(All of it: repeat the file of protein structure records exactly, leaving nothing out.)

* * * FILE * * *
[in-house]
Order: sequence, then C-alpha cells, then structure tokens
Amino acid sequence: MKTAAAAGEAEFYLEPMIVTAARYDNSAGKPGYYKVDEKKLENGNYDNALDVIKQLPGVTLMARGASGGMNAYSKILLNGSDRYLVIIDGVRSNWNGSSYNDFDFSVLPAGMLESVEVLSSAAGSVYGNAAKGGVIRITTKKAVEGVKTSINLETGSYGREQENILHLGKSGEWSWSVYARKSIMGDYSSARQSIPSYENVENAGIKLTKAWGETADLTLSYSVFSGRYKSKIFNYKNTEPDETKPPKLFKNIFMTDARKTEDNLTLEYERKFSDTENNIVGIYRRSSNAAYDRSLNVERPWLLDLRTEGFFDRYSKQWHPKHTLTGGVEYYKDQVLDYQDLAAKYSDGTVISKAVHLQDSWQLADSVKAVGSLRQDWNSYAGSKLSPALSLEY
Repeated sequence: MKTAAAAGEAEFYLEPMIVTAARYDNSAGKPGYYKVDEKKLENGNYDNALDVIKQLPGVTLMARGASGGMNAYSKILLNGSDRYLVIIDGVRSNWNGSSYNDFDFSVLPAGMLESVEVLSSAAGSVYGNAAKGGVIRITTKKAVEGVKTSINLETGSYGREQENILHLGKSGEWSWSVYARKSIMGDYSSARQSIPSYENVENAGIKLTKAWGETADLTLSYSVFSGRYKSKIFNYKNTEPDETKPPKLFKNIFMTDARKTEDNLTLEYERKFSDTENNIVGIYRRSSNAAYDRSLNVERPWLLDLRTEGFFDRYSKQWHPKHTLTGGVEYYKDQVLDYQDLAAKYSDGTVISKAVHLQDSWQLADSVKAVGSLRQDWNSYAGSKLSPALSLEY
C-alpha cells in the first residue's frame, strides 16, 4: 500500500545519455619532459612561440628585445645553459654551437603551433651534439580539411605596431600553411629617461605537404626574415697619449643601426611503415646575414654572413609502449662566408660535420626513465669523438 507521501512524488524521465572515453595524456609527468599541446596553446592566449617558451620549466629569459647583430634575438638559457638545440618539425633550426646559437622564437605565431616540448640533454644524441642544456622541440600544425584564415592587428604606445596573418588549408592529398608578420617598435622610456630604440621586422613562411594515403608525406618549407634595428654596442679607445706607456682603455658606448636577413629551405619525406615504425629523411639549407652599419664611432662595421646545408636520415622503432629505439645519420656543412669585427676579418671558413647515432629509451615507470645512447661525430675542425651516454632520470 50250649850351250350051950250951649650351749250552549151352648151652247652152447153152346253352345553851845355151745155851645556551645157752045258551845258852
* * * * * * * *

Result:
[in-house]
Order: sequence, then C-alpha cells, then structure tokens
Amino acid sequence: MKTAAAAGEAEFYLEPMIVTAARYDNSAGKPGYYKVDEKKLENGNYDNALDVIKQLPGVTLMARGASGGMNAYSKILLNGSDRYLVIIDGVRSNWNGSSYNDFDFSVLPAGMLESVEVLSSAAGSVYGNAAKGGVIRITTKKAVEGVKTSINLETGSYGREQENILHLGKSGEWSWSVYARKSIMGDYSSARQSIPSYENVENAGIKLTKAWGETADLTLSYSVFSGRYKSKIFNYKNTEPDETKPPKLFKNIFMTDARKTEDNLTLEYERKFSDTENNIVGIYRRSSNAAYDRSLNVERPWLLDLRTEGFFDRYSKQWHPKHTLTGGVEYYKDQVLDYQDLAAKYSDGTVISKAVHLQDSWQLADSVKAVGSLRQDWNSYAGSKLSPALSLEY
Repeated sequence: MKTAAAAGEAEFYLEPMIVTAARYDNSAGKPGYYKVDEKKLENGNYDNALDVIKQLPGVTLMARGASGGMNAYSKILLNGSDRYLVIIDGVRSNWNGSSYNDFDFSVLPAGMLESVEVLSSAAGSVYGNAAKGGVIRITTKKAVEGVKTSINLETGSYGREQENILHLGKSGEWSWSVYARKSIMGDYSSARQSIPSYENVENAGIKLTKAWGETADLTLSYSVFSGRYKSKIFNYKNTEPDETKPPKLFKNIFMTDARKTEDNLTLEYERKFSDTENNIVGIYRRSSNAAYDRSLNVERPWLLDLRTEGFFDRYSKQWHPKHTLTGGVEYYKDQVLDYQDLAAKYSDGTVISKAVHLQDSWQLADSVKAVGSLRQDWNSYAGSKLSPALSLEY
C-alpha cells in the first residue's frame, strides 16, 4: 500500500545519455619532459612561440628585445645553459654551437603551433651534439580539411605596431600553411629617461605537404626574415697619449643601426611503415646575414654572413609502449662566408660535420626513465669523438 507521501512524488524521465572515453595524456609527468599541446596553446592566449617558451620549466629569459647583430634575438638559457638545440618539425633550426646559437622564437605565431616540448640533454644524441642544456622541440600544425584564415592587428604606445596573418588549408592529398608578420617598435622610456630604440621586422613562411594515403608525406618549407634595428654596442679607445706607456682603455658606448636577413629551405619525406615504425629523411639549407652599419664611432662595421646545408636520415622503432629505439645519420656543412669585427676579418671558413647515432629509451615507470645512447661525430675542425651516454632520470 50250649850351250350051950250951649650351749250552549151352648151652247652152447153152346253352345553851845355151745155851645556551645157752045258551845258852